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Oxford Advanced Learner Dictionary says that the idiom so to speak is used to emphasize that you are expressing something in an unusual or humorous way

E.g.

They were all very similar. All cut from the same cloth, so to speak.

I was told by a native speaker that so to speak is similar to the phrase let's say when I was asking how to use this phrase. Then I tried to confirm my understanding by asking whether it's also equivalent with suppose/supposing. Then they said yes. If that so, then, is it also equivalent with Imagine that and Consider?

I'm more confused, honestly. The definition from OALD above clearly states it's used to emphasize something unusual or humorous. And the answerer made me think that this phrase is used to imagine that is something is true or make an assumption. Is it how exactly they use this phrase? Or I've misunderstood?

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    "so to speak" is used to say: I cannot express this better than I have. "That is the best I can do here." "Let's say I like ice cream" is not: "I like ice cream, so to speak". Your "informant" was mistaken. :)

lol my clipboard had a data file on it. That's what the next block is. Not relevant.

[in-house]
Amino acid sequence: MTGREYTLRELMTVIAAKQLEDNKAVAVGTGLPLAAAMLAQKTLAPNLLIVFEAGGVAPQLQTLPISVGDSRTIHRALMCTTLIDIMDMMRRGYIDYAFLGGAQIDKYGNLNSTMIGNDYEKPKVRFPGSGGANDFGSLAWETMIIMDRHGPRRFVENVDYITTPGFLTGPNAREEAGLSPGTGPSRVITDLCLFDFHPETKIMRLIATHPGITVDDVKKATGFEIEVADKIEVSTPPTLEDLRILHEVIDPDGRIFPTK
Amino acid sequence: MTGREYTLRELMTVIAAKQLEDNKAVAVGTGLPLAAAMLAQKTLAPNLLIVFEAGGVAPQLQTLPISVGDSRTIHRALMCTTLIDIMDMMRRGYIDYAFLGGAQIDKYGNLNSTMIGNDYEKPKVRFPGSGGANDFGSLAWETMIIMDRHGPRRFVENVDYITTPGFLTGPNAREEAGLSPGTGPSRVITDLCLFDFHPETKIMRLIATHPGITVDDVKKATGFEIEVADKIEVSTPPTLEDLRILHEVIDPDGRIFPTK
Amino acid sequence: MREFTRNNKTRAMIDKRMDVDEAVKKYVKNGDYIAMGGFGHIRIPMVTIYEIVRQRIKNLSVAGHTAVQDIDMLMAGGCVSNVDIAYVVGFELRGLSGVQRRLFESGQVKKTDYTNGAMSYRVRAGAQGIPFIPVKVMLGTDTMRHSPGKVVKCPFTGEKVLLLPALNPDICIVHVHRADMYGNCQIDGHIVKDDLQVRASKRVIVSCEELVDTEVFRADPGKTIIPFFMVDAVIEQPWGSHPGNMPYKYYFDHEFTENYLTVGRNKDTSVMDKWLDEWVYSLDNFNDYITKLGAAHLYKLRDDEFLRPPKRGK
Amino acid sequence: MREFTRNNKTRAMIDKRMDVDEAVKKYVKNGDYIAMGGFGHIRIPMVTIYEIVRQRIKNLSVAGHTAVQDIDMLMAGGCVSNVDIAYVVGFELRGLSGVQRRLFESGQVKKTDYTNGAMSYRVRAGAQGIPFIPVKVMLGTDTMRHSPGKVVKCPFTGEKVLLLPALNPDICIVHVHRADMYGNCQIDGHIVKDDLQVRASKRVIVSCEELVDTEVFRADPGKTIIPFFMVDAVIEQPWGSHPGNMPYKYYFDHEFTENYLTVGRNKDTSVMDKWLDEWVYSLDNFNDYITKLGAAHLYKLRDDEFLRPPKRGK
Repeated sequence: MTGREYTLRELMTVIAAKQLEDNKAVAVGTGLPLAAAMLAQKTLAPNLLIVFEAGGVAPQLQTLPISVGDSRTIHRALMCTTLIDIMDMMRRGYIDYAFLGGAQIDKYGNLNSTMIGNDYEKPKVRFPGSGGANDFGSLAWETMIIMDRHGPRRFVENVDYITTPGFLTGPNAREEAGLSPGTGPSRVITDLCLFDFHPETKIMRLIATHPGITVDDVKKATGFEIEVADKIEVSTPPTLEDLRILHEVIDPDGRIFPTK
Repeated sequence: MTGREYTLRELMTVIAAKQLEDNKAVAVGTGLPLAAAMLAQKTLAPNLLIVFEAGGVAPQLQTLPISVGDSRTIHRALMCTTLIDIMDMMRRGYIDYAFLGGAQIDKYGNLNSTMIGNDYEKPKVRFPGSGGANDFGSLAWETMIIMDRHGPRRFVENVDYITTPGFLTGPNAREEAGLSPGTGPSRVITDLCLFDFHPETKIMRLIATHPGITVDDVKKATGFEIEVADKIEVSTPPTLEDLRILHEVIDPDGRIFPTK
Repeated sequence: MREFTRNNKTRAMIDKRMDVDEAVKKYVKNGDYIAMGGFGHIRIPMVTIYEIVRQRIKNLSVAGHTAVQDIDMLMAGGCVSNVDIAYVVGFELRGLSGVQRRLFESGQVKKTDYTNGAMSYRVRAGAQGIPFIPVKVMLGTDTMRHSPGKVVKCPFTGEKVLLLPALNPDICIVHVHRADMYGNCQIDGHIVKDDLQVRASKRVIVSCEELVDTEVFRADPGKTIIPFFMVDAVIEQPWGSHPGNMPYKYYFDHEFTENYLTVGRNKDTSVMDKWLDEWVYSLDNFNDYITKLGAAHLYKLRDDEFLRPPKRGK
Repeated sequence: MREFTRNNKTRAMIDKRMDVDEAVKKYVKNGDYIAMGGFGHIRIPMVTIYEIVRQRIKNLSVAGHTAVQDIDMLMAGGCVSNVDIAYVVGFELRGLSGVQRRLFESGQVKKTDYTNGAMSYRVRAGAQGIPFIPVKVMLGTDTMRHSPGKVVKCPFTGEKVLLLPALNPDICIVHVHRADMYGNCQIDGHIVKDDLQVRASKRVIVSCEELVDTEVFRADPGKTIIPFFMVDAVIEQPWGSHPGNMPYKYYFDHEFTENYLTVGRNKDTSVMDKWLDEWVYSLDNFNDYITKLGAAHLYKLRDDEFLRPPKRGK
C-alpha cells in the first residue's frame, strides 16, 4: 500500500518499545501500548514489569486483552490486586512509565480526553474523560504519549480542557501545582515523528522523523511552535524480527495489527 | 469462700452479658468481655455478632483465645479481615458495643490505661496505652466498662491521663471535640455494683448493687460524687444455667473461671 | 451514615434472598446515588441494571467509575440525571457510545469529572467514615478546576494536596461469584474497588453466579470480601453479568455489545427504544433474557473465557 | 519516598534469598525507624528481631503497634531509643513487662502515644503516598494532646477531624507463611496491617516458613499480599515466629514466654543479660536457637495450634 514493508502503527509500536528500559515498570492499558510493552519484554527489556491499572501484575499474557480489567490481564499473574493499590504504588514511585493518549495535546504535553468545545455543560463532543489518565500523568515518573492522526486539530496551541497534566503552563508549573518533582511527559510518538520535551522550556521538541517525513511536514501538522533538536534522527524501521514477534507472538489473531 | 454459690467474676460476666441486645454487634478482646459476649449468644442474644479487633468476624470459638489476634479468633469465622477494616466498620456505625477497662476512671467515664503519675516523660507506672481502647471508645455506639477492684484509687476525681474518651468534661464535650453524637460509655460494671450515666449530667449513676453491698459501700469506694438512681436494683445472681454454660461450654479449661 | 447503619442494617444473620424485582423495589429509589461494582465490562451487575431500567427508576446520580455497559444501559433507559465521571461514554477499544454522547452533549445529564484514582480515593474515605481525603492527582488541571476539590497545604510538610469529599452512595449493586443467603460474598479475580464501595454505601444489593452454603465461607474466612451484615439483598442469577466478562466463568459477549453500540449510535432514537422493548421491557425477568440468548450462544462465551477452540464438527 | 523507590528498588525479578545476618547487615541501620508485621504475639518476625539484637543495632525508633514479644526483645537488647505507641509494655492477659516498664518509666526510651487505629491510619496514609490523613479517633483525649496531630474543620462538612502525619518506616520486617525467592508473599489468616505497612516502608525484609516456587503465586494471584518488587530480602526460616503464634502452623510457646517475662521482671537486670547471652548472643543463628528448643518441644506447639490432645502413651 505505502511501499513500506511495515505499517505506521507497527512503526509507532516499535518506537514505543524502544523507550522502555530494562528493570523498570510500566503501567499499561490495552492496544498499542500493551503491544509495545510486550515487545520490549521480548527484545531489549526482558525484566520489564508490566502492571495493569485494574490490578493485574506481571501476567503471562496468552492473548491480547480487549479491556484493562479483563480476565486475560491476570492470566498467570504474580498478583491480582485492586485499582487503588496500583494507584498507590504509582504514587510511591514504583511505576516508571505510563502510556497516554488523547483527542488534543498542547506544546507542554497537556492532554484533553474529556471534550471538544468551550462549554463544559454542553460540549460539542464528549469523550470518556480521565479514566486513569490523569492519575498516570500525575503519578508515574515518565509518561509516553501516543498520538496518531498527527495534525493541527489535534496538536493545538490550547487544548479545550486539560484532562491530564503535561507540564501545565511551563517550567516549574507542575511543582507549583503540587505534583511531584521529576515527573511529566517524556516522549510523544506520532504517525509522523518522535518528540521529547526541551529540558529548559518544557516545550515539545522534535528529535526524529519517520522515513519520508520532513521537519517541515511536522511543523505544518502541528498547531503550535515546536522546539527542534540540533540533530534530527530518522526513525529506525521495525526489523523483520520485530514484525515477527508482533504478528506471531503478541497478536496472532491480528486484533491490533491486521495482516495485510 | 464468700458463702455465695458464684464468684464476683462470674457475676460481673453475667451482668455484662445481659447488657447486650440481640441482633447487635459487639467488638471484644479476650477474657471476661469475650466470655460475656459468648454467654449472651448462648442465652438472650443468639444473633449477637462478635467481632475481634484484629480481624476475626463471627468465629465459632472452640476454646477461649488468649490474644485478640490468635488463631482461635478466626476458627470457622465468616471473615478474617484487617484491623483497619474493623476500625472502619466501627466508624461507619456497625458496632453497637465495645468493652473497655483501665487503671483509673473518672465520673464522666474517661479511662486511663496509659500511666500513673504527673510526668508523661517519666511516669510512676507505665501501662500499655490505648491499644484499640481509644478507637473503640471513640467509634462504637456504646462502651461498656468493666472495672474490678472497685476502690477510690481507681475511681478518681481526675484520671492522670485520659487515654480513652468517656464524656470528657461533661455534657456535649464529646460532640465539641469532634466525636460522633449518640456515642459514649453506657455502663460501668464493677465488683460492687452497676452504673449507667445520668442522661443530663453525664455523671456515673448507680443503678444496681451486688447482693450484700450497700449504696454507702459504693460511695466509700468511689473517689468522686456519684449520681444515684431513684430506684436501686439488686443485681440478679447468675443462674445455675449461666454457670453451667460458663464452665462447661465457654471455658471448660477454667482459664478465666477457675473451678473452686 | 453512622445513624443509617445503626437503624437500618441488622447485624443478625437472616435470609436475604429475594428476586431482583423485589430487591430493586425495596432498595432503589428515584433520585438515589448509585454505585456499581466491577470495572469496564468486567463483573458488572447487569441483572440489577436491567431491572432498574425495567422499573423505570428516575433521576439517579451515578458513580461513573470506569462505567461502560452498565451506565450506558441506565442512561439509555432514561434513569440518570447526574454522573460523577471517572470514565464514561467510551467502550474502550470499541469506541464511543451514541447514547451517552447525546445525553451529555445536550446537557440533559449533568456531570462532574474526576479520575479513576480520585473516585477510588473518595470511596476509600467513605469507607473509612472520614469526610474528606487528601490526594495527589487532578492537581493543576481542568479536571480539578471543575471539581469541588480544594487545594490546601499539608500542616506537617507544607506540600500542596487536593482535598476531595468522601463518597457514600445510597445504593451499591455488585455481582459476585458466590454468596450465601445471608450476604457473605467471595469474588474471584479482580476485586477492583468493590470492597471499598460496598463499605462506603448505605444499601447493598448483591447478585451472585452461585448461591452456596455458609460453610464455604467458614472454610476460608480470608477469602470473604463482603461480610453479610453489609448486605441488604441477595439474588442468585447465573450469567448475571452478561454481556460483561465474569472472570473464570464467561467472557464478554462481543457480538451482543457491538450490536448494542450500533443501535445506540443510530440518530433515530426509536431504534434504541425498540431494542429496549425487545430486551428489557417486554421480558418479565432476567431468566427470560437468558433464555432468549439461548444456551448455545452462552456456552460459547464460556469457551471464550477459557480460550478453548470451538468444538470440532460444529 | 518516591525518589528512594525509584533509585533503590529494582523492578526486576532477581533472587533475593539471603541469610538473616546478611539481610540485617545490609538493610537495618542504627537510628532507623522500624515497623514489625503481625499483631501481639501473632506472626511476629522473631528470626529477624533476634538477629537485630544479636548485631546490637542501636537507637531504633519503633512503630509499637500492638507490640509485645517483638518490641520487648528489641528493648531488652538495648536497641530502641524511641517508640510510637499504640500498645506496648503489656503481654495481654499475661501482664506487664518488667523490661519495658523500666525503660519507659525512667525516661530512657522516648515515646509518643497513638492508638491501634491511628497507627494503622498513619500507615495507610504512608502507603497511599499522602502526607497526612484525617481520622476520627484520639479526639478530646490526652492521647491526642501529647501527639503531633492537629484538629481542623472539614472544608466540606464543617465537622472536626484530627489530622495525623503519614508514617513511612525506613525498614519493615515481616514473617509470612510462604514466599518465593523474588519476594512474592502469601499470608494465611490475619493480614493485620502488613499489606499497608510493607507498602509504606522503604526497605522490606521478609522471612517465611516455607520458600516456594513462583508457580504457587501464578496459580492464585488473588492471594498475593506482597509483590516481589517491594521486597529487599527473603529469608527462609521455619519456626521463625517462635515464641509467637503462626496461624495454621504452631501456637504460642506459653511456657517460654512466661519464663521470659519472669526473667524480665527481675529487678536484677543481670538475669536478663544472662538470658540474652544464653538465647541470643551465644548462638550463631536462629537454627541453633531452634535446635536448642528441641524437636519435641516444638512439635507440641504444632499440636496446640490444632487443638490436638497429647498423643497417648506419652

– Lambie
    Jan 31 at 15:42

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let's say introduces a suggestion or possible example.

suppose/supposing means what would happen if, or what if.

so to speak explains what you are saying is not to be understood exactly (e.g. you are speaking metaphorically, or this is just one way to say it, or you couldn't find a better way to express it).

Cambridge Dictionary also notes that it's

Used to suggest that some people may not think this is a good way to say something.

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